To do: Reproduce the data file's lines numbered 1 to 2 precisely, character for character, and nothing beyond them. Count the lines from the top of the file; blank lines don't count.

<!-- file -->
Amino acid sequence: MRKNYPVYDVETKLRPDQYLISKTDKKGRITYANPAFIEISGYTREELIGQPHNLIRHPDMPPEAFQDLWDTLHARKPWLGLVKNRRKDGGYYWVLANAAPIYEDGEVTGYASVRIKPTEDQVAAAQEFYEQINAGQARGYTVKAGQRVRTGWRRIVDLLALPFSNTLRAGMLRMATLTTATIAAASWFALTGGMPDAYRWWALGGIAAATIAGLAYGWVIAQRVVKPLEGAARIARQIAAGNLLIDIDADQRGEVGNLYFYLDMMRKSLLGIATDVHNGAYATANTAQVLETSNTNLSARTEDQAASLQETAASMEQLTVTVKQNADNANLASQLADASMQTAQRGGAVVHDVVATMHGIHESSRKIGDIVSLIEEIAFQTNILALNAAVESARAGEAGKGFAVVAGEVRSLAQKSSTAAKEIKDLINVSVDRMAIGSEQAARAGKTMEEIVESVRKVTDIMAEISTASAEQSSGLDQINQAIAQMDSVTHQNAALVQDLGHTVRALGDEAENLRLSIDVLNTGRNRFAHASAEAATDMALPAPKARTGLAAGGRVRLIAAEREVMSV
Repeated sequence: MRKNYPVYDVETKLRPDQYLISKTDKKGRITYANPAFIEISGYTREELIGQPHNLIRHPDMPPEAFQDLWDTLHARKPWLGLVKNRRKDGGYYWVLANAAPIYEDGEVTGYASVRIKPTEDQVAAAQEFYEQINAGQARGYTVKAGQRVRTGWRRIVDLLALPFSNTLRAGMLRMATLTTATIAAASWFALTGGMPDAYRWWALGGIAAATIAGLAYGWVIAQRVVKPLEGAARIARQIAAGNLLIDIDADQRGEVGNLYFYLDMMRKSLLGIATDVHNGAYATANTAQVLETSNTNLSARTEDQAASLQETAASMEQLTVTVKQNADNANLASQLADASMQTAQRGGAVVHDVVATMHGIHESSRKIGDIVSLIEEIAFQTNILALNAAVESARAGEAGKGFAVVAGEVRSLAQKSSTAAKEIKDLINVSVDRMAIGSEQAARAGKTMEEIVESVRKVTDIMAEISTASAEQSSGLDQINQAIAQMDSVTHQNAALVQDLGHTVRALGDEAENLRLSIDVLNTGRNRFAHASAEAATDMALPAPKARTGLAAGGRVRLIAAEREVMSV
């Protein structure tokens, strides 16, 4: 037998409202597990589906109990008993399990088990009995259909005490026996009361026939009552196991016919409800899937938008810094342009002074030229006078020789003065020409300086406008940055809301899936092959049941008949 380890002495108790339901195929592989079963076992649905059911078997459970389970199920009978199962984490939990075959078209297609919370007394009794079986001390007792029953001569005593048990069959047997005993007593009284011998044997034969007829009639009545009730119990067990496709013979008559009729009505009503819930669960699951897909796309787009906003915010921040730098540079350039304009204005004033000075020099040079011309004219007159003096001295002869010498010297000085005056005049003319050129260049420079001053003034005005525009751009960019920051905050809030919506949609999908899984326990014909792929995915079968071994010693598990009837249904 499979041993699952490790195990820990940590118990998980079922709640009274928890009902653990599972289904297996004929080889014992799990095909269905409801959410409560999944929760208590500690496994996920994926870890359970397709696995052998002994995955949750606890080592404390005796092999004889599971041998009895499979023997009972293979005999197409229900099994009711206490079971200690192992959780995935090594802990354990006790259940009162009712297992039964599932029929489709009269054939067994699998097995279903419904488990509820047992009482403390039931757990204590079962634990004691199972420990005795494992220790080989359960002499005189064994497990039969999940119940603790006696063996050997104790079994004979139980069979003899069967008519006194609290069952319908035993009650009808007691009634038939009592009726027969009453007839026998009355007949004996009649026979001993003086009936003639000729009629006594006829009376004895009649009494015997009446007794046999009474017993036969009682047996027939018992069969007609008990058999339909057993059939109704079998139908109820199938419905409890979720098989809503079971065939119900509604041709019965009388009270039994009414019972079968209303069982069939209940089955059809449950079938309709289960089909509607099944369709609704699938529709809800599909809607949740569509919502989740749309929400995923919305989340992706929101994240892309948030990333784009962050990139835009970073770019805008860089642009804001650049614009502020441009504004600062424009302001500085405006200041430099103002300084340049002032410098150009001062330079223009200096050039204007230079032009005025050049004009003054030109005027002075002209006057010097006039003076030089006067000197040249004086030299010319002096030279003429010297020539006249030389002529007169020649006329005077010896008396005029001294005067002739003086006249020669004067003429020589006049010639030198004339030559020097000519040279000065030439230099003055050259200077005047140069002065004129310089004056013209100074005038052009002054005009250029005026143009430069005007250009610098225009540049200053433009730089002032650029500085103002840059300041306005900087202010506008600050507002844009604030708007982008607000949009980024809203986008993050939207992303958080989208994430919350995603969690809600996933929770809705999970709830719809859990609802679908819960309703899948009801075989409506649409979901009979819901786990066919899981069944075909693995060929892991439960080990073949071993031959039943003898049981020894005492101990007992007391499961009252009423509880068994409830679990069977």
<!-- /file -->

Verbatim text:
Amino acid sequence: MRKNYPVYDVETKLRPDQYLISKTDKKGRITYANPAFIEISGYTREELIGQPHNLIRHPDMPPEAFQDLWDTLHARKPWLGLVKNRRKDGGYYWVLANAAPIYEDGEVTGYASVRIKPTEDQVAAAQEFYEQINAGQARGYTVKAGQRVRTGWRRIVDLLALPFSNTLRAGMLRMATLTTATIAAASWFALTGGMPDAYRWWALGGIAAATIAGLAYGWVIAQRVVKPLEGAARIARQIAAGNLLIDIDADQRGEVGNLYFYLDMMRKSLLGIATDVHNGAYATANTAQVLETSNTNLSARTEDQAASLQETAASMEQLTVTVKQNADNANLASQLADASMQTAQRGGAVVHDVVATMHGIHESSRKIGDIVSLIEEIAFQTNILALNAAVESARAGEAGKGFAVVAGEVRSLAQKSSTAAKEIKDLINVSVDRMAIGSEQAARAGKTMEEIVESVRKVTDIMAEISTASAEQSSGLDQINQAIAQMDSVTHQNAALVQDLGHTVRALGDEAENLRLSIDVLNTGRNRFAHASAEAATDMALPAPKARTGLAAGGRVRLIAAEREVMSV
Repeated sequence: MRKNYPVYDVETKLRPDQYLISKTDKKGRITYANPAFIEISGYTREELIGQPHNLIRHPDMPPEAFQDLWDTLHARKPWLGLVKNRRKDGGYYWVLANAAPIYEDGEVTGYASVRIKPTEDQVAAAQEFYEQINAGQARGYTVKAGQRVRTGWRRIVDLLALPFSNTLRAGMLRMATLTTATIAAASWFALTGGMPDAYRWWALGGIAAATIAGLAYGWVIAQRVVKPLEGAARIARQIAAGNLLIDIDADQRGEVGNLYFYLDMMRKSLLGIATDVHNGAYATANTAQVLETSNTNLSARTEDQAASLQETAASMEQLTVTVKQNADNANLASQLADASMQTAQRGGAVVHDVVATMHGIHESSRKIGDIVSLIEEIAFQTNILALNAAVESARAGEAGKGFAVVAGEVRSLAQKSSTAAKEIKDLINVSVDRMAIGSEQAARAGKTMEEIVESVRKVTDIMAEISTASAEQSSGLDQINQAIAQMDSVTHQNAALVQDLGHTVRALGDEAENLRLSIDVLNTGRNRFAHASAEAATDMALPAPKARTGLAAGGRVRLIAAEREVMSV